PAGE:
Outlook Rendering Issues: 5 Tips to Ensure Your Emails Display Properly

Ted Goas
Ted Goas
Sep 17, 2019 · 5 min read

Earlier this year, I wrote an internal guide for my co-workers explaining some of the common gotchas that make coding HTML emails for Outlook so tedious. This is a lightly edited version that that article.

There are more than 400 million users worldwide using what might be the best corporate email client. Coding HTML emails is complicated, especially when it comes to making them look good in Outlook. When it comes down to creating beautiful, responsive emails, Outlook will usually take those templates we worked so hard on and render them with broken links, missing pictures, and a misaligned layout.

To start, consider the sheer number of Outlook products: Outlook 2000, 2002, 2003, 2007, 2010, 2013, 2016, 2019, Outlook.com, Outlook for Office 365, Outlook for Mac, Outlook for iOS, Outlook for Android… and there’ll be more in years to come. And they all use different rendering engines. Some use Webkit. Some use Internet Explorer. Some use Microsoft Word. On top of that, they each add their own flavor of rendering, classes, and security policies. Some display images by default, but some block them. Some support media queries for responsive design, but most don’t.

So how do you ensure your email renders properly in Outlook despite all its quirks? Here are some tips…

1. Include CSS Resets for Outlook

Just like when developing for the web, it’s a good idea to provide a reset CSS for emails to help to normalize how code gets rendered and prevent any unwanted styling in email clients. There are a few kinds of CSS resets:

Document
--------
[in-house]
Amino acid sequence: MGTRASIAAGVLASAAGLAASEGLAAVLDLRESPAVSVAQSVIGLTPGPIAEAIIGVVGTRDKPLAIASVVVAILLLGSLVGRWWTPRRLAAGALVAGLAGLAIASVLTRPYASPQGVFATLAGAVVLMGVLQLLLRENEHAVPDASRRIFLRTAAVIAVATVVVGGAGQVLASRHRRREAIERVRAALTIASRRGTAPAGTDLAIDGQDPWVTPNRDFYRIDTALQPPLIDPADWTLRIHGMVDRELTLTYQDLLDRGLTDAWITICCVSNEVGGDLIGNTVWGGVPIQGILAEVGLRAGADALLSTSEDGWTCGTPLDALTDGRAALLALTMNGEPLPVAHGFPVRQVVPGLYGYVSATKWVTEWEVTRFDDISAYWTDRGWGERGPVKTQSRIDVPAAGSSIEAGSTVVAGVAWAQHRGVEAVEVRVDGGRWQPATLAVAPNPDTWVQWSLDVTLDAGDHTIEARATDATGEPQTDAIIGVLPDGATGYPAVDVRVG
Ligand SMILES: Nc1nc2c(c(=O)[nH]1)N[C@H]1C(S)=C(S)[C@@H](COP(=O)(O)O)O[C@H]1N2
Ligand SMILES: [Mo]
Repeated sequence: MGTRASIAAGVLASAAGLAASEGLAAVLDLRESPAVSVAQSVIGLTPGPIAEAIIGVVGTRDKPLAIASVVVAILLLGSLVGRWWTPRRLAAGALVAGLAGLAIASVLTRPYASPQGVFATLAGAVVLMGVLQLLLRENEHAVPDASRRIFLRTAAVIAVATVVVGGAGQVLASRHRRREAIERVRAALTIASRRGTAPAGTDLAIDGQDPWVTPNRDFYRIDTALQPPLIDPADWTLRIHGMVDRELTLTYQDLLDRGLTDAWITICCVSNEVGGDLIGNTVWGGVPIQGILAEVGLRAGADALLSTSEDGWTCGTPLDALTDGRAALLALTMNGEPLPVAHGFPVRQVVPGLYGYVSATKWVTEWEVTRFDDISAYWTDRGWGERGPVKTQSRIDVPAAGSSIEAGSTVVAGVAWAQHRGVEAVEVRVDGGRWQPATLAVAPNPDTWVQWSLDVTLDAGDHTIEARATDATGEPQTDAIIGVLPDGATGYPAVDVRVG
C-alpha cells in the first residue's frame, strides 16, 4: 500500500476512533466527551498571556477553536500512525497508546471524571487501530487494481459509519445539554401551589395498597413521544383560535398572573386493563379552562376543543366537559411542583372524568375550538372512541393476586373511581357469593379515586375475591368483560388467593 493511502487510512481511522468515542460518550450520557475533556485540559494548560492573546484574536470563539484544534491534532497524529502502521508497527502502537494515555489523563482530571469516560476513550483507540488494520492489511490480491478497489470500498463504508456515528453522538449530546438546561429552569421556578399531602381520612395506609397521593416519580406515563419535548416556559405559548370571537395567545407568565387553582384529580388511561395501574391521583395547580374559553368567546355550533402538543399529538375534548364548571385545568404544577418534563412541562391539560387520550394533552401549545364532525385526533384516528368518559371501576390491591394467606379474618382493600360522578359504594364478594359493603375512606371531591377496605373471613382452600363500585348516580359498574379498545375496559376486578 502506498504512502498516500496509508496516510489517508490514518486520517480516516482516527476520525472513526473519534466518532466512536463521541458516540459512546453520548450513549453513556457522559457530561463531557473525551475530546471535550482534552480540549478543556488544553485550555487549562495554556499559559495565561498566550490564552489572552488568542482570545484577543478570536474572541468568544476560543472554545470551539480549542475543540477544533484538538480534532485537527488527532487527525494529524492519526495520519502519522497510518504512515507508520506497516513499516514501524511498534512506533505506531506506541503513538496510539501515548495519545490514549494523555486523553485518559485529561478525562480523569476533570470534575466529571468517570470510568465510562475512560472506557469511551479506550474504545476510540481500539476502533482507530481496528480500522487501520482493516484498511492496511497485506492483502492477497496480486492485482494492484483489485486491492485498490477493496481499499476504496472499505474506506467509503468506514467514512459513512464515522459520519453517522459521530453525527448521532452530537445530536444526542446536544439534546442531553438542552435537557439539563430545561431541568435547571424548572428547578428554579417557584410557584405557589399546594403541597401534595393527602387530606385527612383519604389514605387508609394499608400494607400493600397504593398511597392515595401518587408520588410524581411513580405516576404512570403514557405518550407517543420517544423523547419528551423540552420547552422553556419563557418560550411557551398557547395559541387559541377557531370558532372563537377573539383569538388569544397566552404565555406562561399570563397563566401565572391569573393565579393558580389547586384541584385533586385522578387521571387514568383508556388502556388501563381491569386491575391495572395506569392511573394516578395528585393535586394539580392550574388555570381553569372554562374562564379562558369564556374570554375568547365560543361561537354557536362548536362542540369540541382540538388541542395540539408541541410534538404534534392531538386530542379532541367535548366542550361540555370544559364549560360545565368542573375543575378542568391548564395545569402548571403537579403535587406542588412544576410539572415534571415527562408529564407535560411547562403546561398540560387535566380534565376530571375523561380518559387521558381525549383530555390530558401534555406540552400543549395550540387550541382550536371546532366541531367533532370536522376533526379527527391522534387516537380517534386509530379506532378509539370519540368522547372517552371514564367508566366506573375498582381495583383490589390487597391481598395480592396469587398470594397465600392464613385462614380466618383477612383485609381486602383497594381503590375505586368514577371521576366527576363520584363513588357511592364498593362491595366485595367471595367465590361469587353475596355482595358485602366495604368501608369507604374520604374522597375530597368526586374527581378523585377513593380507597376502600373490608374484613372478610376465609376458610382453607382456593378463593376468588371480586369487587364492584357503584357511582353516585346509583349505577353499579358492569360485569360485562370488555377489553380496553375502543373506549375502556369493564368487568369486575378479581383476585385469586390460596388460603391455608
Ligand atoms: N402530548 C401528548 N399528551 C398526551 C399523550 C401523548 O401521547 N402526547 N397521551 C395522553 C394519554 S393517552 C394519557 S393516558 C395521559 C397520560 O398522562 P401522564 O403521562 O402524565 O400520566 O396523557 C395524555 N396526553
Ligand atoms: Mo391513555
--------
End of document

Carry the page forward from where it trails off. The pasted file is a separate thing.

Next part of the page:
Adding a few CSS properties in the email <head>’s <style> tag will reset most of Outlook’s unwanted default styles.

A CSS reset in the email’s <head> is a good start, but adding a few more reset styles inline in the email body’s markup will ensure consistent rendering in Outlook.

Adding a few reset styles in the <body> tag will ensure consistent spacing and text line-height in Outlook.

This negates the unintended default spacing around an email’s main content and gives us better control over line-height in Outlook.

Tables are still the bread and butter for layout in email design, so we’ll want to negate some default styling that comes with tables. Adding inline attributes to all table tags will remove Outlook’s default spacing and borders on each individual table:

Including these resets will ensure Outlook does not add any unwanted styles to your email designs.

2. Stick to tables

Using tables for layout isn’t a good practice in the web world, but it’s still good practice in the email world… especially for supporting Outlook. Most Outlook versions on Windows don’t have good support for the CSS box model or things like flexbox, CSS Grid, and floats. This makes it hard to use semantic HTML to build email layouts that display properly in Outlook.

Take this bit of markup:

While most web browsers could display this HTML in two columns, Outlook would display each column div as its own row. 😕

The most reliable way to display these two columns side by side in Outlook is to use tables:

Embracing tables for layout might seem antiquated, it’s still the best way to ensure email layouts render properly in Outlook.

3. Bulletproof buttons

Bulletproof buttons allow us to build buttons with code instead of images, making them accessible and easy to maintain. Calls-to-action are critical in getting people to interact with your emails.